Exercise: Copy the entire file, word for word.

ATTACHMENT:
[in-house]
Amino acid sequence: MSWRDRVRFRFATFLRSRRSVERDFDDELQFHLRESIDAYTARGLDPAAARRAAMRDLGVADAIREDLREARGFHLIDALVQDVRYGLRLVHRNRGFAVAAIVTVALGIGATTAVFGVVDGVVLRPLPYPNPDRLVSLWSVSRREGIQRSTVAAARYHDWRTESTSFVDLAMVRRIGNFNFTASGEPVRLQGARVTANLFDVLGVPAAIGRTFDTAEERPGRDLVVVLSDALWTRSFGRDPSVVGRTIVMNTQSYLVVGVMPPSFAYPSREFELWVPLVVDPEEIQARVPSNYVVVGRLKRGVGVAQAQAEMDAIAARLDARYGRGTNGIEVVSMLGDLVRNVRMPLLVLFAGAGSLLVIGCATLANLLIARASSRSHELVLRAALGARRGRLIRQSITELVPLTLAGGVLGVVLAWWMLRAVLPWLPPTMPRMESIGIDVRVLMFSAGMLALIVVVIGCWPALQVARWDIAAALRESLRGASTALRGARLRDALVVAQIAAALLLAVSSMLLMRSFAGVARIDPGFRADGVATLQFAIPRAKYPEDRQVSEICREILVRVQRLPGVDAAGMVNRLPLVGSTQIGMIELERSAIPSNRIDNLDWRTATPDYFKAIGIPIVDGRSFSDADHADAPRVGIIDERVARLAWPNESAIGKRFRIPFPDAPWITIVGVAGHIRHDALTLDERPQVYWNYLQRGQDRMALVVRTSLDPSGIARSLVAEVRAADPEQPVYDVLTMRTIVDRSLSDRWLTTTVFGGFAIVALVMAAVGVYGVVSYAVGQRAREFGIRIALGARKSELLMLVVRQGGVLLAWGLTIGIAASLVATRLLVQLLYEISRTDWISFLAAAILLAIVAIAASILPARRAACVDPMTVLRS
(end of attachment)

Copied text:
[in-house]
Amino acid sequence: MSWRDRVRFRFATFLRSRRSVERDFDDELQFHLRESIDAYTARGLDPAAARRAAMRDLGVADAIREDLREARGFHLIDALVQDVRYGLRLVHRNRGFAVAAIVTVALGIGATTAVFGVVDGVVLRPLPYPNPDRLVSLWSVSRREGIQRSTVAAARYHDWRTESTSFVDLAMVRRIGNFNFTASGEPVRLQGARVTANLFDVLGVPAAIGRTFDTAEERPGRDLVVVLSDALWTRSFGRDPSVVGRTIVMNTQSYLVVGVMPPSFAYPSREFELWVPLVVDPEEIQARVPSNYVVVGRLKRGVGVAQAQAEMDAIAARLDARYGRGTNGIEVVSMLGDLVRNVRMPLLVLFAGAGSLLVIGCATLANLLIARASSRSHELVLRAALGARRGRLIRQSITELVPLTLAGGVLGVVLAWWMLRAVLPWLPPTMPRMESIGIDVRVLMFSAGMLALIVVVIGCWPALQVARWDIAAALRESLRGASTALRGARLRDALVVAQIAAALLLAVSSMLLMRSFAGVARIDPGFRADGVATLQFAIPRAKYPEDRQVSEICREILVRVQRLPGVDAAGMVNRLPLVGSTQIGMIELERSAIPSNRIDNLDWRTATPDYFKAIGIPIVDGRSFSDADHADAPRVGIIDERVARLAWPNESAIGKRFRIPFPDAPWITIVGVAGHIRHDALTLDERPQVYWNYLQRGQDRMALVVRTSLDPSGIARSLVAEVRAADPEQPVYDVLTMRTIVDRSLSDRWLTTTVFGGFAIVALVMAAVGVYGVVSYAVGQRAREFGIRIALGARKSELLMLVVRQGGVLLAWGLTIGIAASLVATRLLVQLLYEISRTDWISFLAAAILLAIVAIAASILPARRAACVDPMTVLRS